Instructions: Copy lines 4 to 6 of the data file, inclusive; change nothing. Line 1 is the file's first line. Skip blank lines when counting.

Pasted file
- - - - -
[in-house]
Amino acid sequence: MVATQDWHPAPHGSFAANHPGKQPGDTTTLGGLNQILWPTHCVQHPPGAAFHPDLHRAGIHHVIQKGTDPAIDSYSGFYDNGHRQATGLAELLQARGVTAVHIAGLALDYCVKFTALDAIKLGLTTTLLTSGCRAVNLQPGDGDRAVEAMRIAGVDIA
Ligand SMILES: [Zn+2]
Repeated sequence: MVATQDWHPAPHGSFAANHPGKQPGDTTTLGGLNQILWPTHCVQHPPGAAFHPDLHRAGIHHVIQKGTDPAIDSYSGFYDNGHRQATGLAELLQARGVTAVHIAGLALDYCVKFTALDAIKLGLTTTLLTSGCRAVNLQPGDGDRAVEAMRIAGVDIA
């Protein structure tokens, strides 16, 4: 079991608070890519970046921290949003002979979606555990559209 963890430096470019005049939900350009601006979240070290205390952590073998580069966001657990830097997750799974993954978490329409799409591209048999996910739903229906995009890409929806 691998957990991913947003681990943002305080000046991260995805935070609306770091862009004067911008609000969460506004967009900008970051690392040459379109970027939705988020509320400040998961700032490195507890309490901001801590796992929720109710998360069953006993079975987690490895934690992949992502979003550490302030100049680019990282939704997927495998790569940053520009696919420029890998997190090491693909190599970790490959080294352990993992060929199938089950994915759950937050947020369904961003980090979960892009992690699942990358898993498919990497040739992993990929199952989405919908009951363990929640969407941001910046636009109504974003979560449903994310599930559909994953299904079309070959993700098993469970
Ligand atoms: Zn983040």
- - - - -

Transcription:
Repeated sequence: MVATQDWHPAPHGSFAANHPGKQPGDTTTLGGLNQILWPTHCVQHPPGAAFHPDLHRAGIHHVIQKGTDPAIDSYSGFYDNGHRQATGLAELLQARGVTAVHIAGLALDYCVKFTALDAIKLGLTTTLLTSGCRAVNLQPGDGDRAVEAMRIAGVDIA
């Protein structure tokens, strides 16, 4: 079991608070890519970046921290949003002979979606555990559209 963890430096470019005049939900350009601006979240070290205390952590073998580069966001657990830097997750799974993954978490329409799409591209048999996910739903229906995009890409929806 691998957990991913947003681990943002305080000046991260995805935070609306770091862009004067911008609000969460506004967009900008970051690392040459379109970027939705988020509320400040998961700032490195507890309490901001801590796992929720109710998360069953006993079975987690490895934690992949992502979003550490302030100049680019990282939704997927495998790569940053520009696919420029890998997190090491693909190599970790490959080294352990993992060929199938089950994915759950937050947020369904961003980090979960892009992690699942990358898993498919990497040739992993990929199952989405919908009951363990929640969407941001910046636009109504974003979560449903994310599930559909994953299904079309070959993700098993469970
Ligand atoms: Zn983040």